Yellow-eyed Ensatina
Ensatina eschscholtzii
xanthoptica
Ensatina Yellow-eyed Ensatina Yellow-eyed Ensatina Yellow-eyed Ensatina Yellow-eyed Ensatina Yellow-eyed Ensatina Ensatina California Range Map
  Adult Adult Adult Adult Adult without tail Juvenile Found only in the yellow areas
               

        Web-footed Salamanders - genus Hydromantes

 
Web-footed Salamanders are associated with moist rocky areas, including granite and limestone cliffs, caves, and caverns. The rear feet have slightly-webbed toes which aid in climbing steep rock surfaces. They can be easily identified by their location, but in the area around Lake Shasta there are three similar species, so be sure to check the enlarged range map.

Physical characteristics that can help to identify
Web-footed Salamanders
Limestone Salamander foot Shasta Salamander Mount Lyell Salamander foot Shasta Salamander Shasta Salamander    
  The rear feet have webbed toes Webbed toes Webbed toes The body can be flattened to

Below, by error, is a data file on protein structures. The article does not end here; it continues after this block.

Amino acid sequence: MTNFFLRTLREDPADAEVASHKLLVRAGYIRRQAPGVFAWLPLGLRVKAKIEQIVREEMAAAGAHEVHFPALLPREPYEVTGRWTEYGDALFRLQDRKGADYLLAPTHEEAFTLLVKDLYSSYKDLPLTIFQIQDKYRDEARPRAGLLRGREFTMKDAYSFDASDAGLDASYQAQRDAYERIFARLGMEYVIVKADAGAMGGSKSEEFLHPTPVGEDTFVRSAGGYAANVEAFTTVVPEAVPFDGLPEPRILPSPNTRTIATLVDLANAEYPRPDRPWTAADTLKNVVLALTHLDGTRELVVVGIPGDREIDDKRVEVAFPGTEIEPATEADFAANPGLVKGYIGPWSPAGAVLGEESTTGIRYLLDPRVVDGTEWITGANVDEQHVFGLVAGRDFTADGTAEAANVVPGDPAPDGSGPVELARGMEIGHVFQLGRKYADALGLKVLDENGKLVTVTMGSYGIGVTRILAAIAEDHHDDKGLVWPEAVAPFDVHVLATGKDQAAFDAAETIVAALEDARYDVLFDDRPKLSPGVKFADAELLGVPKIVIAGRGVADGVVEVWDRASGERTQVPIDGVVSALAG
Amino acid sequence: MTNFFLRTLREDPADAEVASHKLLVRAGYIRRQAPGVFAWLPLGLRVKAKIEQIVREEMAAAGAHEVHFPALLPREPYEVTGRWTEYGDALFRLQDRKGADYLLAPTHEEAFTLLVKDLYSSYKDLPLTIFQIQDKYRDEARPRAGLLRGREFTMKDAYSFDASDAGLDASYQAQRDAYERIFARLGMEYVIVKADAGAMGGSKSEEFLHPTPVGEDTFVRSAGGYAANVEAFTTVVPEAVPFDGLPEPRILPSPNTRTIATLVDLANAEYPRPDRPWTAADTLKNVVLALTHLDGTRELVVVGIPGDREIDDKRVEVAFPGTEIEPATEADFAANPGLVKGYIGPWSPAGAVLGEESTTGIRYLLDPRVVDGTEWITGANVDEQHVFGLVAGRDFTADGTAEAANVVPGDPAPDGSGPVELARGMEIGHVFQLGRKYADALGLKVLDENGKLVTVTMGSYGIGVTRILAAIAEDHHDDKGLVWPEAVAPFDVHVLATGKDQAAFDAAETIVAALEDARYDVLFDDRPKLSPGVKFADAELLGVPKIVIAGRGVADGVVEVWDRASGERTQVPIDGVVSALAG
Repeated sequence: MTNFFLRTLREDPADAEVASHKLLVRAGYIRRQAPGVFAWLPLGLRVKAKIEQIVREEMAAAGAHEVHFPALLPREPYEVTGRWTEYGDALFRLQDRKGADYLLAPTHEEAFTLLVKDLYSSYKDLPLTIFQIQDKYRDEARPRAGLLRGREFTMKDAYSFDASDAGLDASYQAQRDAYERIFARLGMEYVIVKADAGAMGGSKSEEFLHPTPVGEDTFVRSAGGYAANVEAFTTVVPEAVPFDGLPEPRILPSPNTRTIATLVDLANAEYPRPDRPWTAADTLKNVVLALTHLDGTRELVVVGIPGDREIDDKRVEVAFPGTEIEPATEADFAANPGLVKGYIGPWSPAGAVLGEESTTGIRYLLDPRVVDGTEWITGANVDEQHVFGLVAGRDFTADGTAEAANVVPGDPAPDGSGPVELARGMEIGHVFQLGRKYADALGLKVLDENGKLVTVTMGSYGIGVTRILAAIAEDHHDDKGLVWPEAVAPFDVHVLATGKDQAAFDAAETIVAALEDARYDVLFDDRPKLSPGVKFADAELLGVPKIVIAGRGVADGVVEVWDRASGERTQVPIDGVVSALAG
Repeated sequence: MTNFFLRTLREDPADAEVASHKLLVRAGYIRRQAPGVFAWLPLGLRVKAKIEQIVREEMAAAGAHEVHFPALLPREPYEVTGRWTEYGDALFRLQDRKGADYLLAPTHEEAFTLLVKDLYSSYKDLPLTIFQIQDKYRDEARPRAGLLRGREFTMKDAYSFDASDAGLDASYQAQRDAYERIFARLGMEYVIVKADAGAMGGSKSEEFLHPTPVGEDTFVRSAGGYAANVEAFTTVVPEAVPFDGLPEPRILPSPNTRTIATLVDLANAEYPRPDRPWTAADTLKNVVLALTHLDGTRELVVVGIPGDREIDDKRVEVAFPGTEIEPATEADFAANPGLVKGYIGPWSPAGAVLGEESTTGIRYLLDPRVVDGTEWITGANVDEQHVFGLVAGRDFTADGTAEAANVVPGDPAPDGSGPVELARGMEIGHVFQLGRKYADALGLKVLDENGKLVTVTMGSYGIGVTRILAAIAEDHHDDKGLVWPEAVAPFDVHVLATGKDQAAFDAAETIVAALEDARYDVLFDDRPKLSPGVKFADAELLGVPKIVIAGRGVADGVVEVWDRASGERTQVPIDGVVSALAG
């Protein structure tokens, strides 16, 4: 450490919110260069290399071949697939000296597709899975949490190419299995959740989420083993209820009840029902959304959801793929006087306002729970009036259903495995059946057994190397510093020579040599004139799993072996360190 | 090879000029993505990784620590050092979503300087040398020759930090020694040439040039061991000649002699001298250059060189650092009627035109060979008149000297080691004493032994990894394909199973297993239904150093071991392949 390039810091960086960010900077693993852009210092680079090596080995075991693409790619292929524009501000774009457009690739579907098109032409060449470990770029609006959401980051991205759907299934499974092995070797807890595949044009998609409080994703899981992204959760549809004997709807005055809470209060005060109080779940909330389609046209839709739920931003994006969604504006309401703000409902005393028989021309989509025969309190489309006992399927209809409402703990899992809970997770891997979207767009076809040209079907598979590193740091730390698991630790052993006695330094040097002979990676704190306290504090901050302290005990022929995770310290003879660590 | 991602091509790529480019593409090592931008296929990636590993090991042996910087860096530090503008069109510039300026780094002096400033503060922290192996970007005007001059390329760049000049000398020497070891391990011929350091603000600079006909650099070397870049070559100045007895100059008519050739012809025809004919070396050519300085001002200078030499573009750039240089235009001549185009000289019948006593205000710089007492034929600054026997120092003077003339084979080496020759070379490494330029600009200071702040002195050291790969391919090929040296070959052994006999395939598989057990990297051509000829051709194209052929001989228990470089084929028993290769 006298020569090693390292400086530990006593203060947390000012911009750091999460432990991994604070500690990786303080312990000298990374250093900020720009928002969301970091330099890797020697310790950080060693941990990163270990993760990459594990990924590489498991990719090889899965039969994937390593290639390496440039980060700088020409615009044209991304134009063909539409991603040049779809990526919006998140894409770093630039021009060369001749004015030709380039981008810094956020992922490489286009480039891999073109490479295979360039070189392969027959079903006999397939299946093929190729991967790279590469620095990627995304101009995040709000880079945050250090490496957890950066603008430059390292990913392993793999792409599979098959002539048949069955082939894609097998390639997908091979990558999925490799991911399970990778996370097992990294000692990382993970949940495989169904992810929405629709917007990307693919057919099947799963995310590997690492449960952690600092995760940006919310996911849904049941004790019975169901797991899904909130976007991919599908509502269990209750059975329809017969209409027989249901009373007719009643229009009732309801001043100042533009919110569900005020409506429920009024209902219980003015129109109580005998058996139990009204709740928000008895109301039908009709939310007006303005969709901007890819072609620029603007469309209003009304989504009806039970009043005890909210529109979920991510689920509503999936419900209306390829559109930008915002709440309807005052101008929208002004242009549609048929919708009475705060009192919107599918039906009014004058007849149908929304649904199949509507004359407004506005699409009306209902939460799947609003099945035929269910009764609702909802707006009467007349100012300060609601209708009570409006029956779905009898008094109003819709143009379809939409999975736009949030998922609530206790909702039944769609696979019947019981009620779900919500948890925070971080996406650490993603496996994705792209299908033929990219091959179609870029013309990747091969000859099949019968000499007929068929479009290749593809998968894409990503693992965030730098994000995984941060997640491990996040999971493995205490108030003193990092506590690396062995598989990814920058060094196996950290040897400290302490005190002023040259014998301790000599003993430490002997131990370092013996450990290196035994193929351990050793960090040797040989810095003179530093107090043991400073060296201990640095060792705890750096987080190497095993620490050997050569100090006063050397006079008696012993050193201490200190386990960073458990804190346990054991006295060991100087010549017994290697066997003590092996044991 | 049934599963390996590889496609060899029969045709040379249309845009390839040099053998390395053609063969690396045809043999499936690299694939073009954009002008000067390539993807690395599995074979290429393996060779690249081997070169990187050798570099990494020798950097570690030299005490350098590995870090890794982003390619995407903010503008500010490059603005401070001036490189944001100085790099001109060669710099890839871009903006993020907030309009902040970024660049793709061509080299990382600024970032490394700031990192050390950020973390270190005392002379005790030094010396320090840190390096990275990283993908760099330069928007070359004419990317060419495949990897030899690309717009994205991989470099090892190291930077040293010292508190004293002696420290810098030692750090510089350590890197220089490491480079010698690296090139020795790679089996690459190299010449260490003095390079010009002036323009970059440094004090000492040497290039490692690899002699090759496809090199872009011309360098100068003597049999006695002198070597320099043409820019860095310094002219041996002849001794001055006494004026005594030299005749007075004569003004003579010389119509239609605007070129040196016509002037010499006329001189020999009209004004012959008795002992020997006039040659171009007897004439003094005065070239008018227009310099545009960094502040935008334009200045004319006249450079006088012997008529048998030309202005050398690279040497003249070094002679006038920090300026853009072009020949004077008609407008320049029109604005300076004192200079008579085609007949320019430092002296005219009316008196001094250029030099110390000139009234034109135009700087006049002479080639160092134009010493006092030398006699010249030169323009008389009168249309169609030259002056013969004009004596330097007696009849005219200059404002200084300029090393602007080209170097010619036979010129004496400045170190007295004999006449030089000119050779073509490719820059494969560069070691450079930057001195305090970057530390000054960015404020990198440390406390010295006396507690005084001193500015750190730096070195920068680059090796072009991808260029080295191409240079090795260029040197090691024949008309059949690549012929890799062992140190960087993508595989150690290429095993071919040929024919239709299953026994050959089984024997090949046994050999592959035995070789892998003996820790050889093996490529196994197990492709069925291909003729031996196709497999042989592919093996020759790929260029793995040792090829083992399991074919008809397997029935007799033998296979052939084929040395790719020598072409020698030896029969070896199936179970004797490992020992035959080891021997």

fit into narrow rock crevices
Adult in rock crack © Spencer Williams    
Limestone Salamander
Hydromantes brunus

limestone salamander Limestone Salamander Limestone Salamander Limestone Salamander Limestone Salamander Limestone Salamander range map
  Adult Adult Adult Adult Adult Juveniles are greenish yellow Found only in the red area
Mount Lyell Salamander
Hydromantes platycephalus
mount lyell salamander Mount Lyell Salamander Mount Lyell Salamander Mount Lyell Salamander Mount Lyell Salamander Mount Lyell Salamander range map
  Adult Adult Adult Adult Adult Juvenile Found only in the red area
Samwel Shasta Salamander
Hydromantes samweli
Shasta Salamander Shasta Salamander Shasta Salamander Shasta Salamander Shasta Salamander range map
  Adult Adult Adult Adult Adult and juvenile Juvenile Found only in the yellow area
Enlarged range map
Shasta Salamander